The pedestrian feels his heart pounding heavily when he has stepped on the curb after having been narrowly missed by a speeding taxi. The student feels an urgency to urinate before a crucial examination. Or a speaker finds his appetite strangely absent at the dinner after which he must make an important and crucial address.
Originally in the time of primitive man, these responses had a clear purpose in protecting the person from wild animals and other concrete perils. In modern society man has few direct threats; the anxiety mainly concerns such psychological states as social adequacy, alienation, competitive success, and so on. But the mechanisms for coping with threats remain the same.
These and many other physical expressions of anxiety/fear can be conveniently linked in the framework of Cannon's "flight/fight" mechanism. The heartbeat is accelerated in order to pump more blood to the muscles which will be needed in the impending struggle. The peripheral blood vessels, near the surface of the body, are contracted and the blood pressure thereby raised to maintain arterial pressure for the emergency needs. This peripheral contraction is the physiological aspect of the popular expression "blanching with fear" [in American English: "turning white with fear"].
The "cold sweat" occurs preparatory to the warm sweat of actual muscular activity. The body may shiver and the hairs of the body stand on end to conserve heat and protect the organism from the increased threat of cold caused by the contraction of peripheral blood vessels. Breathing is deeper or more rapid in order to ensure a plentiful supply of oxygen; This is the "pant of strong excitement." The pupils of the eyes dilate, permitting a better view of threatening dangers; hence the expression "eyes wide with fear." The liver releases sugar to provide energy for the struggle. A substance is released into the blood to effect its more rapid clotting, thus protecting the organism from the loss of blood through wounds.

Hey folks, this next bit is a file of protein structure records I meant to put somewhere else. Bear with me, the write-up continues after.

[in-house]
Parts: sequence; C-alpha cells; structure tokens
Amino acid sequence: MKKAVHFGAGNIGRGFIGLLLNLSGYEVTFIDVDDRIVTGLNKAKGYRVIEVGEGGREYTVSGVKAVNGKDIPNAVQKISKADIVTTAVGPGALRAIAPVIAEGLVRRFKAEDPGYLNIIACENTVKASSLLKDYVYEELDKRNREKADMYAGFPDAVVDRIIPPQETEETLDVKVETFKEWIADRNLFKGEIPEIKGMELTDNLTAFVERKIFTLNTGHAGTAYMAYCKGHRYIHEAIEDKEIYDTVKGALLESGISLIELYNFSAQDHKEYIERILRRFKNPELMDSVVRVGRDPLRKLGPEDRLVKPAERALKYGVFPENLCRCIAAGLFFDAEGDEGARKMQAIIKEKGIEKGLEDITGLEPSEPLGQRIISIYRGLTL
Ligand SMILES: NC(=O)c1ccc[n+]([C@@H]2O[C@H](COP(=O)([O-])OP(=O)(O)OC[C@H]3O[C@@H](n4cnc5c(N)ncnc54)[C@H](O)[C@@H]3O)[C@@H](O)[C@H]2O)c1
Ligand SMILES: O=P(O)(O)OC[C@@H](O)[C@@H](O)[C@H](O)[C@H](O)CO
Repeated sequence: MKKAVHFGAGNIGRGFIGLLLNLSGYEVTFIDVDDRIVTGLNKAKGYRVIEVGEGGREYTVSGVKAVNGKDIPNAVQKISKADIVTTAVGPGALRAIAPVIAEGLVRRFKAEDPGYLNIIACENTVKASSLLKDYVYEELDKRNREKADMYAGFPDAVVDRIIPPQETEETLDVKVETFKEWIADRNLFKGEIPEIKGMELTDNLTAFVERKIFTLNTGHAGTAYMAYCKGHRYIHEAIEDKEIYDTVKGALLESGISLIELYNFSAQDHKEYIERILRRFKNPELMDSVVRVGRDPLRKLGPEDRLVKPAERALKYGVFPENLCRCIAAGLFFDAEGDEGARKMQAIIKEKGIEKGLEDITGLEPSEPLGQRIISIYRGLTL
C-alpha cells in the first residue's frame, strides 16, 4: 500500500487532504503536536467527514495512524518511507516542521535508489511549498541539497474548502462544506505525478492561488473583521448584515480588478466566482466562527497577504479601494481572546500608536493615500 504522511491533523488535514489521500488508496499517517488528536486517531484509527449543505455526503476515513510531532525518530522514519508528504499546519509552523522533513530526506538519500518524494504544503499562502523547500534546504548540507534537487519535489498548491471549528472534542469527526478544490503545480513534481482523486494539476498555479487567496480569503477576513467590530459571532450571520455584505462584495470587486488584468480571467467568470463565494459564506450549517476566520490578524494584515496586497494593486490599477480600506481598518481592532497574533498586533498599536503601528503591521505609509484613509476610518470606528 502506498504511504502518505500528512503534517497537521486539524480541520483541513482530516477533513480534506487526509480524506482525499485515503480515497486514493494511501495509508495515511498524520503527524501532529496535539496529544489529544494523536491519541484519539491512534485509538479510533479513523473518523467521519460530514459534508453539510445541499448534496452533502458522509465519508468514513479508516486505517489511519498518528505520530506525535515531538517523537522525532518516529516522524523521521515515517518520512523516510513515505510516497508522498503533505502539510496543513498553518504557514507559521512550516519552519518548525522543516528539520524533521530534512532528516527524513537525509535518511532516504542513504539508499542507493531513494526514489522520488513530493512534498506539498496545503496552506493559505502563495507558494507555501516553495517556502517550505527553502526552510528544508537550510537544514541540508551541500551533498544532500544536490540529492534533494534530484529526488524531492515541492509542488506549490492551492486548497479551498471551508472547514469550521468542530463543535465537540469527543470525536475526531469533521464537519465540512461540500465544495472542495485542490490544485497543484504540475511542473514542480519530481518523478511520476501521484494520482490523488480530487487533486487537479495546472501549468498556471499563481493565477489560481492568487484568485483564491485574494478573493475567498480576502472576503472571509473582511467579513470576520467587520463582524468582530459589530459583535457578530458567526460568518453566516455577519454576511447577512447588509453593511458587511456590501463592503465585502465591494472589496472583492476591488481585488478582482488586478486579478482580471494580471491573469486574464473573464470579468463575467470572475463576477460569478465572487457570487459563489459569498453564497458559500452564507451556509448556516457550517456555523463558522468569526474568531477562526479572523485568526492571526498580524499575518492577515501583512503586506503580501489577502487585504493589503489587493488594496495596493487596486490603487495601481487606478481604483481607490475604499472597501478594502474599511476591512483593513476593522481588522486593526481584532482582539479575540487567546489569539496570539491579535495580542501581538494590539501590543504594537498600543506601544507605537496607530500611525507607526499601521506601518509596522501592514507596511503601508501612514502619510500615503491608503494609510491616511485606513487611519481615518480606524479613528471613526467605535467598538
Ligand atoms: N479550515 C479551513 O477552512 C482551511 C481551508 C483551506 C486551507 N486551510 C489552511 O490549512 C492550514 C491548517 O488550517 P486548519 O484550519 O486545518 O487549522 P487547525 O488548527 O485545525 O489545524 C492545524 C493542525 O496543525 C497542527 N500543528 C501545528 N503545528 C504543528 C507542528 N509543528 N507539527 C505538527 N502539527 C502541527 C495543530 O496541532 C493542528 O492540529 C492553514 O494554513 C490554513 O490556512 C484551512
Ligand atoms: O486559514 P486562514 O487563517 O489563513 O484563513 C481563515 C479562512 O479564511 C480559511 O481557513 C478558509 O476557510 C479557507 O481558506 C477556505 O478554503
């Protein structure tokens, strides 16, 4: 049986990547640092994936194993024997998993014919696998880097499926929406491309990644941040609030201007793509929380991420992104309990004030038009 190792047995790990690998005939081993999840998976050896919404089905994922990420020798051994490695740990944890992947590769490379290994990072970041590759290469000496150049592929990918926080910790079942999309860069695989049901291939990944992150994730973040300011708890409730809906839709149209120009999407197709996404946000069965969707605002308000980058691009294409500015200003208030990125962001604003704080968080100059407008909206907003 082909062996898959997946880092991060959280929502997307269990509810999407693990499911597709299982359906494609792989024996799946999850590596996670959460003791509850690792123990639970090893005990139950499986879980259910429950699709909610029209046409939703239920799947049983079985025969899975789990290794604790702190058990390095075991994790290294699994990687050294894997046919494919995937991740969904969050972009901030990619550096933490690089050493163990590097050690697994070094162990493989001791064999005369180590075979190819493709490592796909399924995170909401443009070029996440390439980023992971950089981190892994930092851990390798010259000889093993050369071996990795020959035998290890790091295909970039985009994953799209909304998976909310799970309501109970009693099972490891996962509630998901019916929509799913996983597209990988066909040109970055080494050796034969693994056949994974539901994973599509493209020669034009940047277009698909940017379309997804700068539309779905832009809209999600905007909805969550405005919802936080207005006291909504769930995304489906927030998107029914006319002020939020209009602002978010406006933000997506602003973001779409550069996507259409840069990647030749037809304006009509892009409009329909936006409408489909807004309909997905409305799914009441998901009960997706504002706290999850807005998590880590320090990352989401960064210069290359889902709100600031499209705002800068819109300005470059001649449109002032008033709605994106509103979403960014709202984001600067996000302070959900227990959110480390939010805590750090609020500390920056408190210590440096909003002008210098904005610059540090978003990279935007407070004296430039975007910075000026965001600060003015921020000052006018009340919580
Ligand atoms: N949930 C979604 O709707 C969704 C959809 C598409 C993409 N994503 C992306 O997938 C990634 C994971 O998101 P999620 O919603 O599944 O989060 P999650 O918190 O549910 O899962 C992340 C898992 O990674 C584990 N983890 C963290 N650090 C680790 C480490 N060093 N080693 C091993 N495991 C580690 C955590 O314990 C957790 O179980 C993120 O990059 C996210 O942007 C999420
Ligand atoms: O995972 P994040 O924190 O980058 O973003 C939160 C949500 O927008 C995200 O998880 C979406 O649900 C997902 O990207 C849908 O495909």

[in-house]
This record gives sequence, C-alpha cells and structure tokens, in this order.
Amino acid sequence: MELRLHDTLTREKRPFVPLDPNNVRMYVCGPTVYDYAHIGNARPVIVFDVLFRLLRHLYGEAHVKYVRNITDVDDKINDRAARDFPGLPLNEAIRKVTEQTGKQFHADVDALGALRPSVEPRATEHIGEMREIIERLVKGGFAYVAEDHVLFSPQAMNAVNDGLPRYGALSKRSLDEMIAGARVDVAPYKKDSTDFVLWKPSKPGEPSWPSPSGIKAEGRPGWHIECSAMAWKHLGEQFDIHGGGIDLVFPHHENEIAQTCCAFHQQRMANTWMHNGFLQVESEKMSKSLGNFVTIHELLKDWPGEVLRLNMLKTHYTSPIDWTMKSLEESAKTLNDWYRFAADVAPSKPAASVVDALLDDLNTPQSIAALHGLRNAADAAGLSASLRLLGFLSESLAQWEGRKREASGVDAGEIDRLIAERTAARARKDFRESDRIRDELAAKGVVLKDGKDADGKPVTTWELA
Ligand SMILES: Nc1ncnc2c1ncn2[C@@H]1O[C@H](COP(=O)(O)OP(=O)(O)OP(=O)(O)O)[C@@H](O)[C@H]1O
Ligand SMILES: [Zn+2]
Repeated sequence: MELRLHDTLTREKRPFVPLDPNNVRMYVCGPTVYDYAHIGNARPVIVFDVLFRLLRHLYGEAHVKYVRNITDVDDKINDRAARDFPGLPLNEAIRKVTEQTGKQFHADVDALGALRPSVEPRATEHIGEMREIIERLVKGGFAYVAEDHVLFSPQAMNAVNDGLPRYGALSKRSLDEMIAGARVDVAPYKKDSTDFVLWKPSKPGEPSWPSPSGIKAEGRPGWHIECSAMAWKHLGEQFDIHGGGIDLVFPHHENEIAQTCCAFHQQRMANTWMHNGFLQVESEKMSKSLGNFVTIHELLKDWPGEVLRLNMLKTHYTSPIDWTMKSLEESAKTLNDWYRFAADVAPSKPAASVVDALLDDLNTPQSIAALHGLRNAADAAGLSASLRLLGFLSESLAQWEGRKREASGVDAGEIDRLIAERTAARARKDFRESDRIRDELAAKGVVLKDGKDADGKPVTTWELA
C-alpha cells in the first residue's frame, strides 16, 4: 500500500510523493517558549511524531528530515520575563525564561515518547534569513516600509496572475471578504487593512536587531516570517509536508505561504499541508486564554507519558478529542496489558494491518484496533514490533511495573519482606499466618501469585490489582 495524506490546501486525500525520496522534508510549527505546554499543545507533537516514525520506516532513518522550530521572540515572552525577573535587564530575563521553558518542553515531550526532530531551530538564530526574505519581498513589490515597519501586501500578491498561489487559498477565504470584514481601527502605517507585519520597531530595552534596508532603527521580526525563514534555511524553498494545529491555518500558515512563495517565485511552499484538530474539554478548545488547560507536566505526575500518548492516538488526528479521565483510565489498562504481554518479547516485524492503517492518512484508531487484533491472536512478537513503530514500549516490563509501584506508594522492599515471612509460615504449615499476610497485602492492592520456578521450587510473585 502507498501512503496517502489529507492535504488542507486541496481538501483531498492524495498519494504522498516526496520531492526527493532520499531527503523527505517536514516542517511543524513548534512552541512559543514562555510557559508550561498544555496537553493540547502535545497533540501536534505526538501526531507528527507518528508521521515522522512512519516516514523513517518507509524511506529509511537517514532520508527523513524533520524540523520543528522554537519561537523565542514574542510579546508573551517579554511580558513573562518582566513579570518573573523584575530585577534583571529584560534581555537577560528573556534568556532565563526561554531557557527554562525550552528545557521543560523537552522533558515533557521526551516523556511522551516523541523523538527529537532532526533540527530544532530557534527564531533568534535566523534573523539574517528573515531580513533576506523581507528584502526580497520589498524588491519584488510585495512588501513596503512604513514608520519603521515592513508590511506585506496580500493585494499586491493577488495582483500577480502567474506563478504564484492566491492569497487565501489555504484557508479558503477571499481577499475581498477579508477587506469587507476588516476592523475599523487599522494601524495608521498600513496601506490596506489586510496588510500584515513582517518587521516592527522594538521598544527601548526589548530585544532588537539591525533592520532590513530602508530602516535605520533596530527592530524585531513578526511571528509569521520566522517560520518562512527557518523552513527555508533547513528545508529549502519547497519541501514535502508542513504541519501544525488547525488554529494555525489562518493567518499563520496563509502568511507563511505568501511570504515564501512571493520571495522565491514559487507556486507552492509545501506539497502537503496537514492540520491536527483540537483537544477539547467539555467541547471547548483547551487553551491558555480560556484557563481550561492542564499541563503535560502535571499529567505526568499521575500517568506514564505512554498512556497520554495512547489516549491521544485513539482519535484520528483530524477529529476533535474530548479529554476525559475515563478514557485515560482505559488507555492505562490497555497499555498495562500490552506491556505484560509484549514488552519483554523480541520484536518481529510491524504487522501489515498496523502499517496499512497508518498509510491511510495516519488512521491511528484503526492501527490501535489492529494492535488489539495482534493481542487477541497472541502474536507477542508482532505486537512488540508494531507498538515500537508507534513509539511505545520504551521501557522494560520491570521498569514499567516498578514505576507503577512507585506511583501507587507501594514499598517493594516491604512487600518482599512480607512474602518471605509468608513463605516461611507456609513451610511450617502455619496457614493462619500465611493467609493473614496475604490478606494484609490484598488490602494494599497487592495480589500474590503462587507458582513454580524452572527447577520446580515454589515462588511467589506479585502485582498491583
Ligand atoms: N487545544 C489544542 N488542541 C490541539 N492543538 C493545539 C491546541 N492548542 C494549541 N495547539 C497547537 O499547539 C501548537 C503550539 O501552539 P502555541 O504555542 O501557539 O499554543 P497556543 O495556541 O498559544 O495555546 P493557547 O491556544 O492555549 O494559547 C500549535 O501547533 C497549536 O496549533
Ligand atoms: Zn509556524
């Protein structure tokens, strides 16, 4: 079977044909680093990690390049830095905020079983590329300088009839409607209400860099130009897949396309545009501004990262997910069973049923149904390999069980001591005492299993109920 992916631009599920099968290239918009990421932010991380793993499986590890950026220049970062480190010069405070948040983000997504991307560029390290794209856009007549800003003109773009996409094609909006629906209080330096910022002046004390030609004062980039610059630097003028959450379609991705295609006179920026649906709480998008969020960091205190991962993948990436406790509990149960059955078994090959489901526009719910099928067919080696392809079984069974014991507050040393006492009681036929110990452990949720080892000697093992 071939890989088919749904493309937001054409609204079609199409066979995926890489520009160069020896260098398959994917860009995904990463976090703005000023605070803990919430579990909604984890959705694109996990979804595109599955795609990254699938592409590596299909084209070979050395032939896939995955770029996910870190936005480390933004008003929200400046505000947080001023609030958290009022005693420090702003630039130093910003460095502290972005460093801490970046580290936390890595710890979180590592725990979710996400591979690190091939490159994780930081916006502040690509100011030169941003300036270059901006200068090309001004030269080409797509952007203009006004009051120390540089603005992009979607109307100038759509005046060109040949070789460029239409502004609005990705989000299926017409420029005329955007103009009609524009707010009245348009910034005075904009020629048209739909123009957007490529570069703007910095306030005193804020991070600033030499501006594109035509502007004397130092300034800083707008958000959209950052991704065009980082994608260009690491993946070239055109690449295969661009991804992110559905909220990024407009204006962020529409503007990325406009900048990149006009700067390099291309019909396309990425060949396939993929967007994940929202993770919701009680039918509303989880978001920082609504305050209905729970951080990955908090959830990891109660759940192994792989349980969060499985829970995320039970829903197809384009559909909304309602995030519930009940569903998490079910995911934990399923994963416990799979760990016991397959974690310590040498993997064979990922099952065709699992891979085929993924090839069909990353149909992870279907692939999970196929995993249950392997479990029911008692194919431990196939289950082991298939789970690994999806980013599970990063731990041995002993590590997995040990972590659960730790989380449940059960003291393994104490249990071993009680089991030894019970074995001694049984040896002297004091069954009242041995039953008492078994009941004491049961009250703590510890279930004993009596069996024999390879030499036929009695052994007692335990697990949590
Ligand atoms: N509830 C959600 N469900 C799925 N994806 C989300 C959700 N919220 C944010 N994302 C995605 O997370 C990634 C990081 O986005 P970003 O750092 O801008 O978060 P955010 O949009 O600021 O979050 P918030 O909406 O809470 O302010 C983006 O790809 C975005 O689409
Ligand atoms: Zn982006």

As a part of placing the organism on this emergency footing, digestive activity is suspended, since all available blood is needed for the skeletal muscles. The mouth feels dry, because of a decreasing of the flow of saliva corresponding to the suspending of the flow of gastric juices in the stomach. The smooth muscles of internal genital organs are contracted. There is a tendency toward voiding of bladder and bowels - again recognized in vernacular expression - which has the obvious utilitarian function of freeing the organism for strenuous activity.
- Rollo May